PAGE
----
by Brian Bamford
SPAIN has not had an elected national government for the last 291 days. Being Spaniards this is seen as a rather good thing. Félix Pastor told the New York Times that 'No government, no thieves'. Mr Pastor is a language teacher who echoes the view of many voters who are fed up with the corruption and other scandals that have been rooted in the administrations of both of the two previous governing parties: PSOE (Socialist) and the Partido Popular (Conservative)..
Following the last two national general elections since last December, no party has won enough seats or been able to form a coalition with another party to establish a government. Hence for the first time in four decades of democracy Spain has a caretaker government which has minimal and very limited powers.
While in the UK Theresa May has just told the Conservative Conference in Birmingham that government can be good, in Spain the people cast a contemptuous eye over the scheming politicians. Last Saturday, the Socialists' leader, Pedro Sánchez, stepped down in a step that should help his party to agree to the re-election of Prime Minister Mariano Rajoy and a government led by his conservative Popular Party.
The Spanish political party bosses may fear that the modern Spaniards are getting too used to a state with no government. Both the English and the Spanish working-classes historically distrust their politicians, the only difference being that while the English take a passive attitude of scepticism towards politics often voting with a yawn, the Spaniards have historically confronted the politics of the state with an alternative politics of the streets, the community and the trade union. To understand this it may be helpful to read George Orwell's 'Homage to Catalonia' for a glimpse of a form of socialism without the state.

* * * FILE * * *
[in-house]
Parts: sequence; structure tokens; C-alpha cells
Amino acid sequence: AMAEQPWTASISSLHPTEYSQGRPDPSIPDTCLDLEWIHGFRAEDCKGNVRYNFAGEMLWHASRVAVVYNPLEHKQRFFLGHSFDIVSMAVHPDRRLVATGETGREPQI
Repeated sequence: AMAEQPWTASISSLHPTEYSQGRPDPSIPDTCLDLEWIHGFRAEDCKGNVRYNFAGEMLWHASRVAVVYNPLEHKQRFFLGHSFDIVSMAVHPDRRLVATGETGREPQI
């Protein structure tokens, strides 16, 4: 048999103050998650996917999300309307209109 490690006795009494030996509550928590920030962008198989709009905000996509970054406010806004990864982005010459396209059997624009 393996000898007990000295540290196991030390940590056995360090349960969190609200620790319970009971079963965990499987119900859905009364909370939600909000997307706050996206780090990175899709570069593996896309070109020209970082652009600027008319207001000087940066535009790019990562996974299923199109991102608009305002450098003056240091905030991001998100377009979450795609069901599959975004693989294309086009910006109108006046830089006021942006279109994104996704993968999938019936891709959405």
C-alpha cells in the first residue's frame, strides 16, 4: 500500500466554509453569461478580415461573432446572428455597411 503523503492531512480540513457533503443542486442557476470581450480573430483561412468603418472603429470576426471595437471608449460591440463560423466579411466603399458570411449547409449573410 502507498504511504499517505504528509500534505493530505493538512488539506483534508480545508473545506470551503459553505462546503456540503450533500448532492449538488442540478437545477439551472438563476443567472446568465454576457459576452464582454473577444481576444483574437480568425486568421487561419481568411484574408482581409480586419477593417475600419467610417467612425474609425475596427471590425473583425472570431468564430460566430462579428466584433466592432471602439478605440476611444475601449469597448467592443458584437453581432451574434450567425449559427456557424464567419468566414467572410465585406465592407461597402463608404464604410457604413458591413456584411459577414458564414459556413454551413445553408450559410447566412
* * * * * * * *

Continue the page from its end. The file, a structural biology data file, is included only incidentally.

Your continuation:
Writing from Madrid the journalists Raphael Minder and David Zucchino write in Tuesday's International New York Times:.
'Spain's leaders warned that having no government would mean chaos and deprivation. Instead, more than anything, the crisis seems to have offered a glimpse of life if politicians simply stepped out of the way. For many here, it has not been all that bad.'
Last December, Spaniards were expecting a radical change in their politics with two new parties contending for the first time; these new parties Podemos and Cuidadanos had won a third of the parliamentary seats. But no party has since been able to agree or muster a majority. The Socialist PSOE party is now in melt-down.
Spain is fortunate in so far as the 17 regional governments have extensive powers. It is these that supply health care, education and many other needs of daily life.
Santiago Lago Peñas, an economics professor in Galicia, told the New York Times:
'For a Spanish citizen, the most relevant government is the regional government is the regional one.'
Outside of the capital in Madrid Spaniards are suspicious, and Ana Cancela, a civil servant told the New York Times:
'We already knew the politicians were corrupt, but now we also see that they can't even make politics work.'
The editor of the news website eldiario.es said:
'A lot of people said we would go to hell if we didn't form a government, but we're still here.'
We must wait to see what conclusions Spaniards draw from the current situation.